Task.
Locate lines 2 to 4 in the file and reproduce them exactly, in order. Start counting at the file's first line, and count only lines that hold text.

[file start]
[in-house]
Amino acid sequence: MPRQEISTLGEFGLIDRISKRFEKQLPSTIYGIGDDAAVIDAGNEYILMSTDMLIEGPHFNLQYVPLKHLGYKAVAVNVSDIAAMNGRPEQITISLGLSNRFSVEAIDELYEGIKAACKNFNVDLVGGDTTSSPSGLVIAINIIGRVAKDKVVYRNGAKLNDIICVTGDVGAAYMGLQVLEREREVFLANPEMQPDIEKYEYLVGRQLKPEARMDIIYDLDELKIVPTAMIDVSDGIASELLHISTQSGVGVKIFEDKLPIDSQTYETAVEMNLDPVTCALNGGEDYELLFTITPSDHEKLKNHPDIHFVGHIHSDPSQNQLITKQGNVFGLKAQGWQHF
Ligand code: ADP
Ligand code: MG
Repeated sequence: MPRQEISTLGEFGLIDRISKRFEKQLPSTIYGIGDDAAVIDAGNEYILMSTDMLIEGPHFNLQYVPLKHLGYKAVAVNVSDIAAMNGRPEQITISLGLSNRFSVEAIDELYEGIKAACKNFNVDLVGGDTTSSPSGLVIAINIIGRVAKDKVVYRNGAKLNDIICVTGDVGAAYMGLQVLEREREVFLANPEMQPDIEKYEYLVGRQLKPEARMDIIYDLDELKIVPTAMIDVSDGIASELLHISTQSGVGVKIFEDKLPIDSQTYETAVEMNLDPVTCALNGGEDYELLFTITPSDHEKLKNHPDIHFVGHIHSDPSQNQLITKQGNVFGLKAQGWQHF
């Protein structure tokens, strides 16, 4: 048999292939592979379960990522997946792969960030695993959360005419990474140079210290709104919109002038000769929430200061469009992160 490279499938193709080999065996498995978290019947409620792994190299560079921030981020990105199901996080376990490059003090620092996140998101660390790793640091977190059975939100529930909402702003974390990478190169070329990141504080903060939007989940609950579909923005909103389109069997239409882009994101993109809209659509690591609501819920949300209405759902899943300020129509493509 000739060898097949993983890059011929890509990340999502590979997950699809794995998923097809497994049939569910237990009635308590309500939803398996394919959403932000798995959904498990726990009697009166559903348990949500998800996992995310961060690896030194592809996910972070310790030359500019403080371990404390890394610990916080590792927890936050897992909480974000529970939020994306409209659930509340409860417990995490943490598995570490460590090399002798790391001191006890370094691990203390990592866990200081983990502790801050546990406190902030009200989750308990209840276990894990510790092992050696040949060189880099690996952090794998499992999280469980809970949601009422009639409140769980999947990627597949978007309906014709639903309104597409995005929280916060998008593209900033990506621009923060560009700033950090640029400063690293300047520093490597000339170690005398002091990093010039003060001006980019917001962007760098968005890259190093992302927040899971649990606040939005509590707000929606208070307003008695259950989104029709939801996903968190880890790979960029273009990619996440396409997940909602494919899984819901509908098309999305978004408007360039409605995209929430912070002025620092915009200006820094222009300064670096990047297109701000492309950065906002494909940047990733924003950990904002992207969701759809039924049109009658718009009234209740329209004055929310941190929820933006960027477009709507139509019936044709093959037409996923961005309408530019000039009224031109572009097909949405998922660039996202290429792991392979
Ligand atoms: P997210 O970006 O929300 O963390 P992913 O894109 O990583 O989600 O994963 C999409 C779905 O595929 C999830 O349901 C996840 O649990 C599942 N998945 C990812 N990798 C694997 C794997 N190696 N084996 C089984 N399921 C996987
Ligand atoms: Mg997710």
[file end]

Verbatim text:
Amino acid sequence: MPRQEISTLGEFGLIDRISKRFEKQLPSTIYGIGDDAAVIDAGNEYILMSTDMLIEGPHFNLQYVPLKHLGYKAVAVNVSDIAAMNGRPEQITISLGLSNRFSVEAIDELYEGIKAACKNFNVDLVGGDTTSSPSGLVIAINIIGRVAKDKVVYRNGAKLNDIICVTGDVGAAYMGLQVLEREREVFLANPEMQPDIEKYEYLVGRQLKPEARMDIIYDLDELKIVPTAMIDVSDGIASELLHISTQSGVGVKIFEDKLPIDSQTYETAVEMNLDPVTCALNGGEDYELLFTITPSDHEKLKNHPDIHFVGHIHSDPSQNQLITKQGNVFGLKAQGWQHF
Ligand code: ADP
Ligand code: MG